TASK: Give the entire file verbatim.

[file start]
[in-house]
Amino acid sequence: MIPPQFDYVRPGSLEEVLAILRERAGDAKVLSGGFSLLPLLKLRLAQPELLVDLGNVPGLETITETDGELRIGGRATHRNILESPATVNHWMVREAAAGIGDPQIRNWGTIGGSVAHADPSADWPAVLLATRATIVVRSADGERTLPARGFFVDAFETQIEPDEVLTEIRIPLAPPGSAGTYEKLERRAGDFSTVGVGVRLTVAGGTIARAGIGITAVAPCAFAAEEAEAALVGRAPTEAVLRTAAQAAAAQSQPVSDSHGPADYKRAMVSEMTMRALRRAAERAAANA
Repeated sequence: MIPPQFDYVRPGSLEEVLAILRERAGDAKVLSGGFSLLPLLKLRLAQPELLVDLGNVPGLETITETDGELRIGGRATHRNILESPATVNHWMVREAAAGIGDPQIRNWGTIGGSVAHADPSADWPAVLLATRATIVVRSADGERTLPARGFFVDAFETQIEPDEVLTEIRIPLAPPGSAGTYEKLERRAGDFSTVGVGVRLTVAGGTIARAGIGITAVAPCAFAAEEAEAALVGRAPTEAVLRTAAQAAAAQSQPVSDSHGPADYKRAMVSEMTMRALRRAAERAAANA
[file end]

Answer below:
[in-house]
Amino acid sequence: MIPPQFDYVRPGSLEEVLAILRERAGDAKVLSGGFSLLPLLKLRLAQPELLVDLGNVPGLETITETDGELRIGGRATHRNILESPATVNHWMVREAAAGIGDPQIRNWGTIGGSVAHADPSADWPAVLLATRATIVVRSADGERTLPARGFFVDAFETQIEPDEVLTEIRIPLAPPGSAGTYEKLERRAGDFSTVGVGVRLTVAGGTIARAGIGITAVAPCAFAAEEAEAALVGRAPTEAVLRTAAQAAAAQSQPVSDSHGPADYKRAMVSEMTMRALRRAAERAAANA
Repeated sequence: MIPPQFDYVRPGSLEEVLAILRERAGDAKVLSGGFSLLPLLKLRLAQPELLVDLGNVPGLETITETDGELRIGGRATHRNILESPATVNHWMVREAAAGIGDPQIRNWGTIGGSVAHADPSADWPAVLLATRATIVVRSADGERTLPARGFFVDAFETQIEPDEVLTEIRIPLAPPGSAGTYEKLERRAGDFSTVGVGVRLTVAGGTIARAGIGITAVAPCAFAAEEAEAALVGRAPTEAVLRTAAQAAAAQSQPVSDSHGPADYKRAMVSEMTMRALRRAAERAAANA